“If more of us valued food and cheer above hoarded gold, it would be a much merrier world.” ― J.R.R. Tolkien
Li-Ao – Supersized Sushi in the South
April 12, 2013Posted by on
My friend Kristen loves Li-Ao, a Japanese restaurant she states offers phenomenal value. However, as Li-Ao is located in the deep south, it has remained on my Urbanspoon wish list for some time. The opportunity to check it out was due to Peaches, who picked me up Saturday afternoon for a foodie adventure. As she drove, I filled her in with Urbanspoon gossip. Apparently the owner, Henry, use to work at Kinjo’s. I also told her that Li-Ao is known for its generous portions of fish and they give customers a free box of Pocky.
We were greeted enthusiastically by a man I assume to be the owner, Henry. He asked us “pretty girls” what we wanted to drink. I giggled shamelessly while Peaches rolled her eyes. Always the pragmatic one, she retorted to me, “Why would I enjoy a compliment when I know he says that to every single female customer?” To each their own.
Our server brought over a complimentary taster – deep fried tuna and pork gyoza. Drizzled with a spicy orange mayonnaise, the dumpling was tasty, packed full of a meaty filling. For our appetizer, we ordered prawn tempura ($5.00), a total of four large prawns.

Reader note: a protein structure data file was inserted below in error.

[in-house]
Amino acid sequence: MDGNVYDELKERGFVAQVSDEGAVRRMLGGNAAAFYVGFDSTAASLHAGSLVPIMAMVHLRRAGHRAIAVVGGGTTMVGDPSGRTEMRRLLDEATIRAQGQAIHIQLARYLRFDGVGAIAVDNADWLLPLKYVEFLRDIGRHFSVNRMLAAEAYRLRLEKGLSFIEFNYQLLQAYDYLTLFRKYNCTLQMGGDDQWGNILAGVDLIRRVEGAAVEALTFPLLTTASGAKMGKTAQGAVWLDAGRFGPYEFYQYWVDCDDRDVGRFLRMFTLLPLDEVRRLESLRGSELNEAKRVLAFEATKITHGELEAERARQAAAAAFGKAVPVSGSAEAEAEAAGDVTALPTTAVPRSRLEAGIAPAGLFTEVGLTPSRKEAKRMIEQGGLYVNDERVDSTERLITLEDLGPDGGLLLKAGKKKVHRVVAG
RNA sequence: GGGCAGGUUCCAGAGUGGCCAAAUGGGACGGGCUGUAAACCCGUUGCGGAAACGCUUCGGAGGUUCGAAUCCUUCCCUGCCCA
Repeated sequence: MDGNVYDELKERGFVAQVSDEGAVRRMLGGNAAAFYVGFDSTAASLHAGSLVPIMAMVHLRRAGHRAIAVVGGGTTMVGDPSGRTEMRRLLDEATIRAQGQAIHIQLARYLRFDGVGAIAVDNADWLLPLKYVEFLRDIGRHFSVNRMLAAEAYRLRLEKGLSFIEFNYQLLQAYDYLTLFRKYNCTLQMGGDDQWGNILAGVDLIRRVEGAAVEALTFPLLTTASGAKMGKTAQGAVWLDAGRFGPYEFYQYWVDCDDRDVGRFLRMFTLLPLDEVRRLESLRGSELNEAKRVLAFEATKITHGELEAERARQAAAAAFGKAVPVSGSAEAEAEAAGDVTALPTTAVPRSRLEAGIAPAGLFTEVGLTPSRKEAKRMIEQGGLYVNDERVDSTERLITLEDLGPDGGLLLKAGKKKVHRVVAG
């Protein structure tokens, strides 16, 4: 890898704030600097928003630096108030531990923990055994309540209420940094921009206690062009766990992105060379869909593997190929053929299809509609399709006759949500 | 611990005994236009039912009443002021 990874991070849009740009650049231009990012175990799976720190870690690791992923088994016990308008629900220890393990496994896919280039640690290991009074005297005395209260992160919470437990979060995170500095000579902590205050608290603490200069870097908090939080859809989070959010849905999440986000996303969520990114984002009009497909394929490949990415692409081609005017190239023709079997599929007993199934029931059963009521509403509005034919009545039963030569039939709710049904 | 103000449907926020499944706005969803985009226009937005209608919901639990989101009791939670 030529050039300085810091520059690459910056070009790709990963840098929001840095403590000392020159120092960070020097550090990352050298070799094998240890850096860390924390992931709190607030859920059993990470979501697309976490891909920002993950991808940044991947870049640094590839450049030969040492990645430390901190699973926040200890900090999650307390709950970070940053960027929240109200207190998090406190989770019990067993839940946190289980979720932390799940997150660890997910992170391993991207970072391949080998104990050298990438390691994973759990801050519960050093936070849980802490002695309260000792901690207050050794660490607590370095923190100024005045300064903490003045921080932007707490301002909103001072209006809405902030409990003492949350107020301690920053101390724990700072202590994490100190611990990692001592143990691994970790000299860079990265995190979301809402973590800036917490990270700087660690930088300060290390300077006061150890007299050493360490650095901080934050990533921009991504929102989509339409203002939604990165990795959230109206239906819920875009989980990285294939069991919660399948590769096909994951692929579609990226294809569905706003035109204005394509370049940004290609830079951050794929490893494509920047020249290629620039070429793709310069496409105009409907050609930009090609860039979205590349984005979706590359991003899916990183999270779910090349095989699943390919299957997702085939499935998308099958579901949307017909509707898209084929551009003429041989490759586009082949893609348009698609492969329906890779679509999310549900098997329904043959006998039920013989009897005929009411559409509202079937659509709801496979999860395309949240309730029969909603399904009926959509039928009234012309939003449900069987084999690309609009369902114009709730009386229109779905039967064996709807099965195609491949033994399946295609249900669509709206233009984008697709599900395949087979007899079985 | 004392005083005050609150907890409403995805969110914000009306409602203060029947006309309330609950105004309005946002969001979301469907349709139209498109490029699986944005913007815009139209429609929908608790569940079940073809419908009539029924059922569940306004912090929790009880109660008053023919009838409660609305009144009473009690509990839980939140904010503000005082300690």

For our main course, we each ordered a sushi and sashimi plate ($16.99). Man – there was so much food on the plate, I was flabbergasted. Below is a horrible picture but it shows a more accurate depiction of the actual size of the fish. I enjoyed the California roll. The filling was absent of mayonnaise. I also thought the addition of the cucumber made the roll refreshing in taste. I thought there was an adequate amount of vinegar and sugar in the rice. When I took the California roll home 3 hours later, it was still just as good.
With the exception of the scallop, the portions of the sashimi and nigiri were too big for me. I find it more enjoyable eating thinner slices of fish as the flavours seem more enhanced, particularly when it is cut a certain way. The ratio of fish to rice seem off, as the size of the fish was so large. However, in Calgary, a surplus of fresh fish at one hell of a price is a rarity, so perhaps I should quit my whining. Li-Ao is well worth a visit, and from what I sampled, the maki rolls are the way to go.